The powerful blow of his opponent's fist staggered the boxer.
    3. (intransitive) To cease to stand firm; to begin to give way; to fail.
      • 1708, Joseph Addison, The Present State of the War, and the Necessity of an Augmentation
      The enemy staggers.
  2. Doubt, waver, be shocked.
    1. (intransitive) To begin to doubt and waver in purposes; to become less confident or determined; to hesitate.
    2. (transitive) To cause to doubt and waver; to make to hesitate; to make less steady or confident; to shock.
      He will stagger the committee when he presents his report.
      • 1644, James Howell, England’s Teares, for the Present Wars, [], London: [] Richard Heron, →OCLC, page 6:
        [W]hoſoever vvill be curious to read the future ſtory of this intricate VVarre (if it be poſsible to compile a ſtory of it) he vvill find himſelfe much ſtagger'd, and put to a kind of riddle; []
      • 1796, Edmund Burke, A Letter from the Right Honourable Edmund Burke to a Noble Lord, on the Attacks Made upon Him and His Pension, [], 10th edition, London: [] J. Owen, [], and F[rancis] and C[harles] Rivington, [], →OCLC:
        Grants to the house of Russell were so enormous, as not only to outrage economy, but even to stagger credibility.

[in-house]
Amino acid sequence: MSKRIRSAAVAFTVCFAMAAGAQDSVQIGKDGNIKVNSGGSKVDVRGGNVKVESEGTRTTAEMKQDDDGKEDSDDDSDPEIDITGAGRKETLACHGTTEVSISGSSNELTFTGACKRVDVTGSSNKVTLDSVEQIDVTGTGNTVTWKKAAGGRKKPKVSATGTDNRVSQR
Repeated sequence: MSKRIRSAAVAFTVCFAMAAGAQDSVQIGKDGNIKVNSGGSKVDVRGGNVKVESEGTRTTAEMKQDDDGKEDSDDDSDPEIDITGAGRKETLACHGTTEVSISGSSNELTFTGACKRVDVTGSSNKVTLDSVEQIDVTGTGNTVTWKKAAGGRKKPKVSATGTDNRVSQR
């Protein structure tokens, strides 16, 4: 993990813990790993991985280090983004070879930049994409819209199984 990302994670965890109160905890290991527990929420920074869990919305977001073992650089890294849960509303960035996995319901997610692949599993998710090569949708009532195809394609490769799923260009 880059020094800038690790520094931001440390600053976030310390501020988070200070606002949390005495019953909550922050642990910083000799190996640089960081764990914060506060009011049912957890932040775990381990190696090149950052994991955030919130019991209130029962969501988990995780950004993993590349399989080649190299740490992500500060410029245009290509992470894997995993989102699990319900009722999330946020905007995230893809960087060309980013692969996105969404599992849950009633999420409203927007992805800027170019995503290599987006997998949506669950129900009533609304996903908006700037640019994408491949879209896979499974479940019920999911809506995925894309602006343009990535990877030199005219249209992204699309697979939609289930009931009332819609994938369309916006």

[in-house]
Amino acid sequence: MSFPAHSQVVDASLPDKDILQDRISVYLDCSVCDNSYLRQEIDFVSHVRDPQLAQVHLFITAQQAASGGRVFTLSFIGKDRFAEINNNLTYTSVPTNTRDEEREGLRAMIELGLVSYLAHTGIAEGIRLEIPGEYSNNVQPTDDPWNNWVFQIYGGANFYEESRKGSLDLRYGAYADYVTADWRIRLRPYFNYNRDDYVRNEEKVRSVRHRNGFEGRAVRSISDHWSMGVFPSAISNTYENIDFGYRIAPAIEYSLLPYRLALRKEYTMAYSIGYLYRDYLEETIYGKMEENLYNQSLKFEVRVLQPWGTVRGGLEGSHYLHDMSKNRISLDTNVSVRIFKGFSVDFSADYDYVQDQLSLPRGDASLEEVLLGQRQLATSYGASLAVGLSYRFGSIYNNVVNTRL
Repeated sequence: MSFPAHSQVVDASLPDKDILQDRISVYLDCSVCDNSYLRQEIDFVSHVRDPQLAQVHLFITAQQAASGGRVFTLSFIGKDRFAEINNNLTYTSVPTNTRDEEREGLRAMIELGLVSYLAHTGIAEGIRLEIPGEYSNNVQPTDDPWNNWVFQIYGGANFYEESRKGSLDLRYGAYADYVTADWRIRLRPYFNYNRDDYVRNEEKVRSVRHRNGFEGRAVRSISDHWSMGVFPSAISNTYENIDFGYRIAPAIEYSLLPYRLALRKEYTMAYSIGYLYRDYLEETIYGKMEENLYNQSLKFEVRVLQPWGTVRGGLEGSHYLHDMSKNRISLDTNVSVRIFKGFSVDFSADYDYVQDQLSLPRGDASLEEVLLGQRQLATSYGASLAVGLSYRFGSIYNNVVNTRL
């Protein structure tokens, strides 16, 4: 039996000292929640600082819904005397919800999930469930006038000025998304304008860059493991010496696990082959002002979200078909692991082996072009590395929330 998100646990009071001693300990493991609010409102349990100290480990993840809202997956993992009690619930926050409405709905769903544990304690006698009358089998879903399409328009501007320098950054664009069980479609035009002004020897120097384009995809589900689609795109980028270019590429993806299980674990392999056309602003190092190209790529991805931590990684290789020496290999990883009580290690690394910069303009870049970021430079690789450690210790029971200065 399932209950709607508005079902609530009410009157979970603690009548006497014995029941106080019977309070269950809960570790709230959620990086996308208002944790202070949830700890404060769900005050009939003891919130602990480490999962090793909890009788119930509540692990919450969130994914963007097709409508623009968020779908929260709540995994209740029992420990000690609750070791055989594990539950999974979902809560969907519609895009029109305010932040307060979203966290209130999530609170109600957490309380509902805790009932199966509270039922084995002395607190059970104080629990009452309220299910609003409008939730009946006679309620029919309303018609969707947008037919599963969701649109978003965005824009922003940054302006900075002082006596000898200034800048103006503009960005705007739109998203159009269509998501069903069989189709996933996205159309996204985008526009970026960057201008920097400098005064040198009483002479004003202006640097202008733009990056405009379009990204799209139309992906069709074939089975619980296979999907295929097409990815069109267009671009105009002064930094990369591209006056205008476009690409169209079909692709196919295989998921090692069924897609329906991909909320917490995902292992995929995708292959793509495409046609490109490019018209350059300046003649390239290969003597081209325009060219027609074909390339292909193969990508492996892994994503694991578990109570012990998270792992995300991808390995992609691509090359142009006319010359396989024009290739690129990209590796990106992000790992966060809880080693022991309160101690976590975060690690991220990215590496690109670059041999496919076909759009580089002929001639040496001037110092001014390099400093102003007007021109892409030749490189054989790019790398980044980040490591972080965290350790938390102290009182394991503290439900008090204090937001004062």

• 1943 September and October, “Post-War London Terminals”, in Railway Magazine, page 257:
        Unless it is intended to divert much of the Southern suburban traffic underground, the size of the structure needed to handle all the Southern Railway suburban, outer suburban, and main-line traffic in one station staggers the imagination.
  3. (transitive) Have multiple groups doing the same thing in a uniform fashion, but starting at different, evenly spaced, times or places (attested from 1856[3]).
    1. To arrange (a series of parts) on each side of a median line alternately, as the spokes of a wheel or the rivets of a boiler seam.
    2. To arrange similar objects such that each is ahead or above and to one side of the next.
      We will stagger the starting positions for the race on the oval track.
    3. To schedule in intervals or at different times.
      We will stagger the run so the faster runners can go first, then the joggers.
      • 1962 September, “Talking of Trains: More commuters by rail”, in Modern Railways, page 154:
        The evening peak (5.30-5.45) is more concentrated than the morning (9–9.15), but it had not been intensified in the 12 months to last November; this is attributed by London Transport partly to efforts to persuade firms to stagger their hours.

Derived terms[edit]

Etymology 2[edit]

stag +‎ -er


stagger (plural staggers)

  1. (UK) One who attends a stag night.
    • 2013, Phil Hubbard, Cities and Sexualities, page 144:
      Tallinn no longer takes pride in the title of 'favourite destination of British staggers'.


  1. ^ Douglas Harper (2001–2024) “stagger”, in Online Etymology Dictionary.
  2. ^ Stock Car Racing magazine article on stagger, February 2009
  3. ^ Douglas Harper (2001–2024) “stagger”, in Online Etymology Dictionary.